India’s pathetic dependence on foreign original equipment manufacturers (OEMs) after having invested enormous resources into public sector manufacturing infrastructure i.e. HAL and aerospace R&D, is lamentable. Public debate has, in the last few months, started heaping opprobrium on to HAL’s internal infirmities, but it would not be easy even for the government to dislodge the strong lobby HAL has built over the years with bureaucratic abetment. It is time to take a look at the public sector monopoly in the aerospace sector and encourage private participation in aircraft manufacturing. If we start now, we would be able to build in a decade what HAL has not been able to in seven decades of its existence! Specifically, the Tejas need not be thrust down the throat of the IAF until it is ready to be used as a combat aircraft. It is not just through inordinate delays in the operationalisation of Tejas that HAL has impinged on IAF’s combat readiness. Persistent delays in production and delivery of the aircraft it services for the IAF are other issues. The Mirage 2000 and Jaguar upgrades are far behind schedules accepted by HAL while the track record for delivery of Su-30 MKIs has been miserably poor with the front line serviceability hovering around 50 percent. A Jagaur crash at the end of January and a Mirage 2000 crash at HAL airport in the beginning of February during pre-delivery checks on a just upgraded aircraft, are but two small symptoms of the general malaise that afflicts HAL. This has prompted the IAF to take its case to the Ministry of Defence that its combat strength is being seriously impacted by HAL’s incompetence.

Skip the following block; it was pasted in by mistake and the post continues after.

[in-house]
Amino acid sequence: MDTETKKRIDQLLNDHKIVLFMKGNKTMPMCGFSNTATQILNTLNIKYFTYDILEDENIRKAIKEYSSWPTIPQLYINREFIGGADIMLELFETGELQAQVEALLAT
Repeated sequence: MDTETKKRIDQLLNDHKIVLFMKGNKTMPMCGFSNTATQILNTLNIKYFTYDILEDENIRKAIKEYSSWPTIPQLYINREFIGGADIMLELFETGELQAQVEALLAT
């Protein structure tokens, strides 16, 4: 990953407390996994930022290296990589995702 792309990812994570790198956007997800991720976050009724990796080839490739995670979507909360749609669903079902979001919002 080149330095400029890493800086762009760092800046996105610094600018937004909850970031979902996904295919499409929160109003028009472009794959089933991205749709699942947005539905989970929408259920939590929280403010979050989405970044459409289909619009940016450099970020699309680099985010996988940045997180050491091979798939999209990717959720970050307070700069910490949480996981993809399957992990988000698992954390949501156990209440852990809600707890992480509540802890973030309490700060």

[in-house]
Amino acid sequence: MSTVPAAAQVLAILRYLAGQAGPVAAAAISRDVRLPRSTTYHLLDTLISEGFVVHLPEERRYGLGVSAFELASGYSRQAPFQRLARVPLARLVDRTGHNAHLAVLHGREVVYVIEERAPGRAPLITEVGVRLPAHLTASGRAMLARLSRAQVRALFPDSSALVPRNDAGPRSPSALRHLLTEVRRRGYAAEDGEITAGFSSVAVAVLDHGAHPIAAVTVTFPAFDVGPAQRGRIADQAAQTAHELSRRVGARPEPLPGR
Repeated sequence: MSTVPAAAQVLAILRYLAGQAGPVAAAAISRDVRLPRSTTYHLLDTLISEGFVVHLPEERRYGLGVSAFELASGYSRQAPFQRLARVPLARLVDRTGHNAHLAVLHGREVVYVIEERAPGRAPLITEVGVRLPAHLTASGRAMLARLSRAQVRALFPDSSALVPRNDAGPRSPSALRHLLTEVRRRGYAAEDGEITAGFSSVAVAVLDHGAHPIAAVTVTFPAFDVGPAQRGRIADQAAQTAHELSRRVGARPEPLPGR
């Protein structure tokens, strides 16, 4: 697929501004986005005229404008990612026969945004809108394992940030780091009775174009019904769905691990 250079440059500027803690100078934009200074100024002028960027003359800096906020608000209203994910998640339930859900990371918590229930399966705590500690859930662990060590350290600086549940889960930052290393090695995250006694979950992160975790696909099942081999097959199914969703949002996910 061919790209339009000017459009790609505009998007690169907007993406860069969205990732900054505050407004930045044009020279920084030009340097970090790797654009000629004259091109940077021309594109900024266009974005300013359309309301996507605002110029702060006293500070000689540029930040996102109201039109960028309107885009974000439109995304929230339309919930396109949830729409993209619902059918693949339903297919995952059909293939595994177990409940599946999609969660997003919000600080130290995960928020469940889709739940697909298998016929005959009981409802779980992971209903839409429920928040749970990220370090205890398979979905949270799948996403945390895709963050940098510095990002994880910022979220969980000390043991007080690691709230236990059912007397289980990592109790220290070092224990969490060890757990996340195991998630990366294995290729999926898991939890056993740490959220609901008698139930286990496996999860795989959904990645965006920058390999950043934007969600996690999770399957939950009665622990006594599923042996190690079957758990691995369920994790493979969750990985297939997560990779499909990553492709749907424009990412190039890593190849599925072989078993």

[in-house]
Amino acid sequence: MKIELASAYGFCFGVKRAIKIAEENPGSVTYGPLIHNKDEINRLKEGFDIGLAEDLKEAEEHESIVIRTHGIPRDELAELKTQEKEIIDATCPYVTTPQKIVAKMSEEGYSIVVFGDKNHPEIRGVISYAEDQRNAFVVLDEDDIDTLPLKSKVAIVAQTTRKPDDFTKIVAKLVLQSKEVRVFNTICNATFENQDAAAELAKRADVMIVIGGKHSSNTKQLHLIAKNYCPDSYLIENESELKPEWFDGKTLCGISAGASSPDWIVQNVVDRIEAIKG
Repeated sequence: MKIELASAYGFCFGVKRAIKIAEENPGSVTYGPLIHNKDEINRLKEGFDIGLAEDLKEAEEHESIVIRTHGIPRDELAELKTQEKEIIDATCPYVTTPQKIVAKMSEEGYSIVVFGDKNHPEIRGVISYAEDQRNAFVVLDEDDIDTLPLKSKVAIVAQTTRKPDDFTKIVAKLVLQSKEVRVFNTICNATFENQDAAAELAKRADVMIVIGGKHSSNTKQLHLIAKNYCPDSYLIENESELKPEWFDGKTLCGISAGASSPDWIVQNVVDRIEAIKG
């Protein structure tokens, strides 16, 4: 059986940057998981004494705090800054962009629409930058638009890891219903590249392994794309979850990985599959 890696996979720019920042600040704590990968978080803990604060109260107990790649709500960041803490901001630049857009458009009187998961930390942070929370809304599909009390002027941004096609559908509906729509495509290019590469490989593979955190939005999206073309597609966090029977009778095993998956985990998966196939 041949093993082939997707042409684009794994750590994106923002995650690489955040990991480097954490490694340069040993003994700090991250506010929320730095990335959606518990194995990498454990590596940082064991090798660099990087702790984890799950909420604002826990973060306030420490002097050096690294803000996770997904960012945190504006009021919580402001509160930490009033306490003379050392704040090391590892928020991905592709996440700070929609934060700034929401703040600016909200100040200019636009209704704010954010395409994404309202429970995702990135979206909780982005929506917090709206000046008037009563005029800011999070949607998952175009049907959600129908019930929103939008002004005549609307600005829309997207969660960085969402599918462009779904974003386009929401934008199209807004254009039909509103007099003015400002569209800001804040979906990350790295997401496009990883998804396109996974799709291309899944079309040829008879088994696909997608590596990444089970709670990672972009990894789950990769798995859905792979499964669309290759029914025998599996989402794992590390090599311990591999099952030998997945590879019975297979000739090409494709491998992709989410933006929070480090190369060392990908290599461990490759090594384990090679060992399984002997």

In August 2018, the 29th report of the Murli Manohar Joshiheaded Parliamentary Committee on Estimates on Preparedness of Armed Forces-Defence Production & Procurement had said that the Narendra Modi government had brought down defence preparedness to an all-time low. While the aircraft unhurriedly slides downwards towards a new low figure for its fighter squadron strength of 26 by 2025, Pakistan and China are projected to have, by that time, 25 and 42 fighter squadrons respectively in place to combat India. The current government’s stance appears to signal its supreme confidence in its foreign policies to avert war with India’s neighbours. However, those whose business it is to fight wars, have their toes all curled up in frustration at the memory of the ignominious thrashing at the hands of China whose exterior friendly posture had fooled the then government into complacency in 1962. The lurking fear in the minds of IAF personnel, serving or retired, is that of a similar trouncing in the air for the fourth largest air force in the world. The current priority given to bolstering the strength of combat squadeins appears to be setting the stage for just that.